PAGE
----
ASTANA – Aktau, one of Kazakhstan’s youngest cities on the Caspian Sea, offers memorable beach resorts, theatres and night life.
Known as Aktau from 1961-1963, the name was changed to Shevchenko in honour of Ukrainian poet Taras Shevchenko, who was in exile in Kazakhstan in the mid-19th century. The industrial city returned to its former designation on Sept. 13, 1991.
The decision to use Aktau as a host for an atomic power plant was made by Soviet leadership in the early 1950s with the participation of the famous Ministry of Medium Machine Building and the leadership of then-Minister Yefim Slavsky. According to this plan, Aktau was indeed home to a BN-350 nuclear reactor in 1973-1992, when it was decommissioned.
The city itself was built from scratch – completely scaled according to the master plan developed by the Leningrad Design Institute, which developed the nation’s new cities.
Aktau does not have natural sources of drinking water and is completely provided with purified sea water. The infrastructure provided decent living for people in a waterless desert.
Since the collapse of the Soviet Union, Aktau has largely become a centre of oil and gas fields opened in the 20th century and those discovered more recently.
Getting to Aktau
Most people fly to Aktau Airport, located 23 kilometres from the city centre. Air Astana and SCAT Airlines offer flights from Aktobe, Almaty, Atyrau and the capital. Due to the taxi situation, it is best to prearrange ground transport to the city.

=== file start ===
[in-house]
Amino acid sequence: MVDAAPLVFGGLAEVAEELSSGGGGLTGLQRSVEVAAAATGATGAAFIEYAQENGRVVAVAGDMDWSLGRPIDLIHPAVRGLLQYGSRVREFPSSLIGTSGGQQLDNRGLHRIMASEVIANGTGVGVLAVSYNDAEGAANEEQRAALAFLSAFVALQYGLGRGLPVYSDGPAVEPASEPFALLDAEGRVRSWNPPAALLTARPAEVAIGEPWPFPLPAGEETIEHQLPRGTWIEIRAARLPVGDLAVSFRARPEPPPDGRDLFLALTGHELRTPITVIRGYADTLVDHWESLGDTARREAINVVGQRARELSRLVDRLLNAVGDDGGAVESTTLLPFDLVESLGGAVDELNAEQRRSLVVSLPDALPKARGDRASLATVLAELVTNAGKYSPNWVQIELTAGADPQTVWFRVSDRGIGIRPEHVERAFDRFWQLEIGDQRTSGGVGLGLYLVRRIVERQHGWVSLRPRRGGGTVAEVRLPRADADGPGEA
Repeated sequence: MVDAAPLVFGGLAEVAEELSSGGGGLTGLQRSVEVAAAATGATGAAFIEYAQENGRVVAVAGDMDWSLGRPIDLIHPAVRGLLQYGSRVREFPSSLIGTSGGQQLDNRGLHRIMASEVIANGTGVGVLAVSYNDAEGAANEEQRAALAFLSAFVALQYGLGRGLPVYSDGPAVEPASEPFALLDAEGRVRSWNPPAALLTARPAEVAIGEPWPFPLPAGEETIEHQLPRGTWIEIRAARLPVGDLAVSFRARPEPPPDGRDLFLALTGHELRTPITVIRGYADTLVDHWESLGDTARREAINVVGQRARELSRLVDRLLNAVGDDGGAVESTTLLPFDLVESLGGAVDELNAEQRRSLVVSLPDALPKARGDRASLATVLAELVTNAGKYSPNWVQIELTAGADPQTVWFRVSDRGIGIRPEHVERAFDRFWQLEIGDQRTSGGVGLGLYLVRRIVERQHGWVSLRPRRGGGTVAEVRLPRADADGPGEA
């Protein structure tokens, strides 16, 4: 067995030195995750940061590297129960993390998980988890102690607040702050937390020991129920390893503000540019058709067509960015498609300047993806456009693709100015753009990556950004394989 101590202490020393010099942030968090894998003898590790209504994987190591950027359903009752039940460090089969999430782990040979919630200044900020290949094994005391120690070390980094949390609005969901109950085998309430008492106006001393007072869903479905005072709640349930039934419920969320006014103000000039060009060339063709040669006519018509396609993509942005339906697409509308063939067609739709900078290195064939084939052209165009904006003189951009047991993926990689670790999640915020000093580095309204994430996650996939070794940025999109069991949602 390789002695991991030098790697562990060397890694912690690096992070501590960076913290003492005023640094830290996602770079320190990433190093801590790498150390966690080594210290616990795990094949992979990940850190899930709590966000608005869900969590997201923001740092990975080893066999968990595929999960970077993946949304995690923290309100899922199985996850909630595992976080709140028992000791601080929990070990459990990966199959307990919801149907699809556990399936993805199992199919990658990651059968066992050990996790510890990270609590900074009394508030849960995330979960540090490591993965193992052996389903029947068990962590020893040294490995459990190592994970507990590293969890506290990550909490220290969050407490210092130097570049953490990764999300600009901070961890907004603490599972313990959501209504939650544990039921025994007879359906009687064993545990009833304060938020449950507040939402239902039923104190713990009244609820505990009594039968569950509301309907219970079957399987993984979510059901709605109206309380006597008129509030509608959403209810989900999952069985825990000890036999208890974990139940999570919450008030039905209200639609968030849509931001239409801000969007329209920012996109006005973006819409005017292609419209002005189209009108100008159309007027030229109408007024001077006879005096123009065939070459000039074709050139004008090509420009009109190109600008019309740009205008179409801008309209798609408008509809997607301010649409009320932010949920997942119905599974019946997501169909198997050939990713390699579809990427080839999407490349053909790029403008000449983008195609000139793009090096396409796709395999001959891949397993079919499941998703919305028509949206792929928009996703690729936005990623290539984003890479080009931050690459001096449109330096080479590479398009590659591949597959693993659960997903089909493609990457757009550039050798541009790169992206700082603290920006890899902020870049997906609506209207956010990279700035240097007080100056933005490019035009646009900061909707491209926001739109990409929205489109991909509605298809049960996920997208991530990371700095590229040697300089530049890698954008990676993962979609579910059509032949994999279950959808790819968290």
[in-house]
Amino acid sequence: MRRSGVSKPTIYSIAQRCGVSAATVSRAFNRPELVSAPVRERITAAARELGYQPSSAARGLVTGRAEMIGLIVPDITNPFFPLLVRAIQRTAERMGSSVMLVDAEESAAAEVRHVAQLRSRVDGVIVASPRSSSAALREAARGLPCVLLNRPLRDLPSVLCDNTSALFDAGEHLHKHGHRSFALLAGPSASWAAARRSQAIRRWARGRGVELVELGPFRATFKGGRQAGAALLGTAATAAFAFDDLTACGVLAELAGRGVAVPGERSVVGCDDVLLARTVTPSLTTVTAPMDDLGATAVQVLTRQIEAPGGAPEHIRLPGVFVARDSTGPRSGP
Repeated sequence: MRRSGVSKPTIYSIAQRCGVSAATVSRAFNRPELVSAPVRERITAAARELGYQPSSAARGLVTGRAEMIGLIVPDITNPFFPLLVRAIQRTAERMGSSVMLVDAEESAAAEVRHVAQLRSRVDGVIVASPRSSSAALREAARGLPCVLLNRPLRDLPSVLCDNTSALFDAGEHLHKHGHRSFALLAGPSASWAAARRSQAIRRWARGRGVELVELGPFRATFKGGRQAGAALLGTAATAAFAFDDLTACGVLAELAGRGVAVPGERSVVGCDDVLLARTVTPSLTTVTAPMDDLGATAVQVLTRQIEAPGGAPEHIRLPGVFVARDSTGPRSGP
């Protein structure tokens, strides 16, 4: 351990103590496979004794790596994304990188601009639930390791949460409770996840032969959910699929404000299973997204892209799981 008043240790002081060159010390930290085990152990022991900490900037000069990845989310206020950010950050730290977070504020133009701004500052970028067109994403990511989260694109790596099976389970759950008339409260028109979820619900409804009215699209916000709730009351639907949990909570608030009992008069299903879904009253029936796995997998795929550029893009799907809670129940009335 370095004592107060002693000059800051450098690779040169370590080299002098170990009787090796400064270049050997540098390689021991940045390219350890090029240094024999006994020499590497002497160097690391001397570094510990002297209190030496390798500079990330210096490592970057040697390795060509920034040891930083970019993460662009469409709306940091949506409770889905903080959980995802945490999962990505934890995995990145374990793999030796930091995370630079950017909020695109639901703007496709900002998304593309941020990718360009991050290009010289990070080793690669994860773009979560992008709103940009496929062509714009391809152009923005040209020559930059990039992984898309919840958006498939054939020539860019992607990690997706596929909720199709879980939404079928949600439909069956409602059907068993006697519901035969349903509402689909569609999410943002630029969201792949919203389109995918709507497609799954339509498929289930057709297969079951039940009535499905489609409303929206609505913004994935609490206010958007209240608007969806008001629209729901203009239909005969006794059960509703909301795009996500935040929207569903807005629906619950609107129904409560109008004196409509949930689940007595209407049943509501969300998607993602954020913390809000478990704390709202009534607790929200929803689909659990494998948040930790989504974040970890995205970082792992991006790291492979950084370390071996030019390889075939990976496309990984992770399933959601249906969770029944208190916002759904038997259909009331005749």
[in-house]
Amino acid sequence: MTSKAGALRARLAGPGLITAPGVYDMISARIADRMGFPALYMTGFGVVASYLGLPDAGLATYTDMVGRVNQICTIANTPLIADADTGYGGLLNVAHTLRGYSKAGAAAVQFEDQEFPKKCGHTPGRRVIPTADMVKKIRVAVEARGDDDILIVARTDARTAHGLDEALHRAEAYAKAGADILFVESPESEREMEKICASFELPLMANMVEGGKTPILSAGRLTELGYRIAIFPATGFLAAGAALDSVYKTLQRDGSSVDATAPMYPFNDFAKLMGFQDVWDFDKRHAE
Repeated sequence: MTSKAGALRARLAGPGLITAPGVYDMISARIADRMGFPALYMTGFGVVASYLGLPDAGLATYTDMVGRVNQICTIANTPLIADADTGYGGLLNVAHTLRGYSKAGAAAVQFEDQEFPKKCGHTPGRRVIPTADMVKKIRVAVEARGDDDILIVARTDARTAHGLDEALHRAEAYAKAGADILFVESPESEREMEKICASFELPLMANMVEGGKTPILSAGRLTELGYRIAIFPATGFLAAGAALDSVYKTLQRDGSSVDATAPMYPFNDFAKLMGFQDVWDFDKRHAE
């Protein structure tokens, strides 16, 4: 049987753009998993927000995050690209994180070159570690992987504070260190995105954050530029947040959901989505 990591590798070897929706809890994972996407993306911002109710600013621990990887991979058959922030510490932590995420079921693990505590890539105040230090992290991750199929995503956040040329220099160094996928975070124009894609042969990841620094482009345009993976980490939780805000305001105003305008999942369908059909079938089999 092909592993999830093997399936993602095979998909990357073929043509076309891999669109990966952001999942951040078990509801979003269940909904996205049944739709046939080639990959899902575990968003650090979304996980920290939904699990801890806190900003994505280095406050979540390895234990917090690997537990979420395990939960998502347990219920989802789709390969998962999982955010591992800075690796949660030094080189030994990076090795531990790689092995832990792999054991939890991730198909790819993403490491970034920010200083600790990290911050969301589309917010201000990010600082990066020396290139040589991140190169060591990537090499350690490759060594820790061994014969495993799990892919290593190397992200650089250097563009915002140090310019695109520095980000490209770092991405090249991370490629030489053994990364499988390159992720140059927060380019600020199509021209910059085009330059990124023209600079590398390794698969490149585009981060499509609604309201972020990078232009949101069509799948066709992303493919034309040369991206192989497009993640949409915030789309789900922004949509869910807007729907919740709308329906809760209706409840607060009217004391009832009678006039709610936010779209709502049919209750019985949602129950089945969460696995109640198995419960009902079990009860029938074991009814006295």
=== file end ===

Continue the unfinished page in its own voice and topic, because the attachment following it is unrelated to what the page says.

Aktau does not have a railway station. Visitors arrive at Mangyshlak Station, 20 kilometres from the city, then take shuttle bus number 105 or a taxi.
Where to Go, What to See
The city’s embankments and beaches have recently undergone significant improvements. The beach season lasts from late May to late August, when the water temperature averages +18°C. Tourists typically stay near Aktau’s many modern recreation centres and beaches during the summer, as the sea is cold the remainder of the year.
Aktau is truly a city where the streets have no names, for it is divided into numbered micro-districts.
The city offers puppet and music-drama theatres, cinemas and night life featuring many clubs and cafes.
Aktau Open Fest has been held annually since 2012. The three-day event, usually on the beach in late August, features songs performed by some of the most popular Commonwealth of Independent States (CIS) singers.
The city has a lighthouse in the fourth micro-district which has been working for more than 40 years. It became famous as the first lighthouse built on the roof of a residential building. The city also has a Soviet-era plane on a pedestal.
Aktau’s new mall in district 16 includes an ice-skating rink, movie theatre and a wide range of shops.
Where to Stay
The city has a fairly large selection of hotels. One of the first accommodations, the Aktau Hotel, turned 50 in 2016.
Visitors may also choose Renaissance Aktau, part of the Marriott chain, as well as the five-star Caspian Riviera Grand Palace, Grand Hotel Victory and Grand Nur Plaza. The Holiday Inn Aktau opened in 2015.